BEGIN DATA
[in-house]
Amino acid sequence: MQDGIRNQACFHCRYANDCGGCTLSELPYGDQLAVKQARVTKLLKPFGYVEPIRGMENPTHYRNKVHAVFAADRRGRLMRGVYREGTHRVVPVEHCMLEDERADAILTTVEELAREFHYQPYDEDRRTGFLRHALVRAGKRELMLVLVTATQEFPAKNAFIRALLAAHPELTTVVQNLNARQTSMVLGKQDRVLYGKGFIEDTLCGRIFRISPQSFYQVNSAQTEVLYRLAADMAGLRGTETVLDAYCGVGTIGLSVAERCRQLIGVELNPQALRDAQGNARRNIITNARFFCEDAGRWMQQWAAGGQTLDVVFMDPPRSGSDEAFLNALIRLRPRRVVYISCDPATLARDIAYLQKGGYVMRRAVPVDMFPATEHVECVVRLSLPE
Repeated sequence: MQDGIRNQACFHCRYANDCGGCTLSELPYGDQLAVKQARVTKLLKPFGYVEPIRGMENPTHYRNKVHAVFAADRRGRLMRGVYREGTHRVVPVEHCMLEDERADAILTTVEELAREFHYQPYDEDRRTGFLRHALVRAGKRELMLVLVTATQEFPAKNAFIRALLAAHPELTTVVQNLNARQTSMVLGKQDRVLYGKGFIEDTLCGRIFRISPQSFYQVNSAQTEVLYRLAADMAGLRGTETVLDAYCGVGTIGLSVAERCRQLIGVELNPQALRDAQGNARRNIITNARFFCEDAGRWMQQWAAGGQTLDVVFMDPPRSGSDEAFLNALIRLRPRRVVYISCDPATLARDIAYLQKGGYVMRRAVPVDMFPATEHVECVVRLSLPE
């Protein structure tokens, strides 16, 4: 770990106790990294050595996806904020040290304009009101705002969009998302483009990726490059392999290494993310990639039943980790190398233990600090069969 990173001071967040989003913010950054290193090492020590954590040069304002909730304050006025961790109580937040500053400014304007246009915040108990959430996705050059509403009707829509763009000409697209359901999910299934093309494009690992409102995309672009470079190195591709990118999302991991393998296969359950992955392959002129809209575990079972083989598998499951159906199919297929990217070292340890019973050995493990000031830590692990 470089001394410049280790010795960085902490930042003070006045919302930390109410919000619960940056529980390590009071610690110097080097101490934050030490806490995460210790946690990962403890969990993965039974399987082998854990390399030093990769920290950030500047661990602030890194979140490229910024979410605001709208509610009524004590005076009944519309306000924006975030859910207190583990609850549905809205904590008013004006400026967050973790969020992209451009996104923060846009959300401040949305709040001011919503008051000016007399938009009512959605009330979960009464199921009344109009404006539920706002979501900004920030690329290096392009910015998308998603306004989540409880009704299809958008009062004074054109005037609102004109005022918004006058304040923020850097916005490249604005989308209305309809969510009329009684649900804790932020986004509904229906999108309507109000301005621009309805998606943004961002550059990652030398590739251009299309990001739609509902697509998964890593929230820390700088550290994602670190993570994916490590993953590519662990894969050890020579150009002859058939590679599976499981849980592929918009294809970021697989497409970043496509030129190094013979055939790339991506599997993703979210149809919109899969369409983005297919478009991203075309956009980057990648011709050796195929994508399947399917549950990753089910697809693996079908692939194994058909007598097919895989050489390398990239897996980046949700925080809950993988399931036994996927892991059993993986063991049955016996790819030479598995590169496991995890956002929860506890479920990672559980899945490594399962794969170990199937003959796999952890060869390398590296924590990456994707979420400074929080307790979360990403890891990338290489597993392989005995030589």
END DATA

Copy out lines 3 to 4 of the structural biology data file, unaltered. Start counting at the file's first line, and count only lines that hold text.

Repeated sequence: MQDGIRNQACFHCRYANDCGGCTLSELPYGDQLAVKQARVTKLLKPFGYVEPIRGMENPTHYRNKVHAVFAADRRGRLMRGVYREGTHRVVPVEHCMLEDERADAILTTVEELAREFHYQPYDEDRRTGFLRHALVRAGKRELMLVLVTATQEFPAKNAFIRALLAAHPELTTVVQNLNARQTSMVLGKQDRVLYGKGFIEDTLCGRIFRISPQSFYQVNSAQTEVLYRLAADMAGLRGTETVLDAYCGVGTIGLSVAERCRQLIGVELNPQALRDAQGNARRNIITNARFFCEDAGRWMQQWAAGGQTLDVVFMDPPRSGSDEAFLNALIRLRPRRVVYISCDPATLARDIAYLQKGGYVMRRAVPVDMFPATEHVECVVRLSLPE
């Protein structure tokens, strides 16, 4: 770990106790990294050595996806904020040290304009009101705002969009998302483009990726490059392999290494993310990639039943980790190398233990600090069969 990173001071967040989003913010950054290193090492020590954590040069304002909730304050006025961790109580937040500053400014304007246009915040108990959430996705050059509403009707829509763009000409697209359901999910299934093309494009690992409102995309672009470079190195591709990118999302991991393998296969359950992955392959002129809209575990079972083989598998499951159906199919297929990217070292340890019973050995493990000031830590692990 470089001394410049280790010795960085902490930042003070006045919302930390109410919000619960940056529980390590009071610690110097080097101490934050030490806490995460210790946690990962403890969990993965039974399987082998854990390399030093990769920290950030500047661990602030890194979140490229910024979410605001709208509610009524004590005076009944519309306000924006975030859910207190583990609850549905809205904590008013004006400026967050973790969020992209451009996104923060846009959300401040949305709040001011919503008051000016007399938009009512959605009330979960009464199921009344109009404006539920706002979501900004920030690329290096392009910015998308998603306004989540409880009704299809958008009062004074054109005037609102004109005022918004006058304040923020850097916005490249604005989308209305309809969510009329009684649900804790932020986004509904229906999108309507109000301005621009309805998606943004961002550059990652030398590739251009299309990001739609509902697509998964890593929230820390700088550290994602670190993570994916490590993953590519662990894969050890020579150009002859058939590679599976499981849980592929918009294809970021697989497409970043496509030129190094013979055939790339991506599997993703979210149809919109899969369409983005297919478009991203075309956009980057990648011709050796195929994508399947399917549950990753089910697809693996079908692939194994058909007598097919895989050489390398990239897996980046949700925080809950993988399931036994996927892991059993993986063991049955016996790819030479598995590169496991995890956002929860506890479920990672559980899945490594399962794969170990199937003959796999952890060869390398590296924590990456994707979420400074929080307790979360990403890891990338290489597993392989005995030589």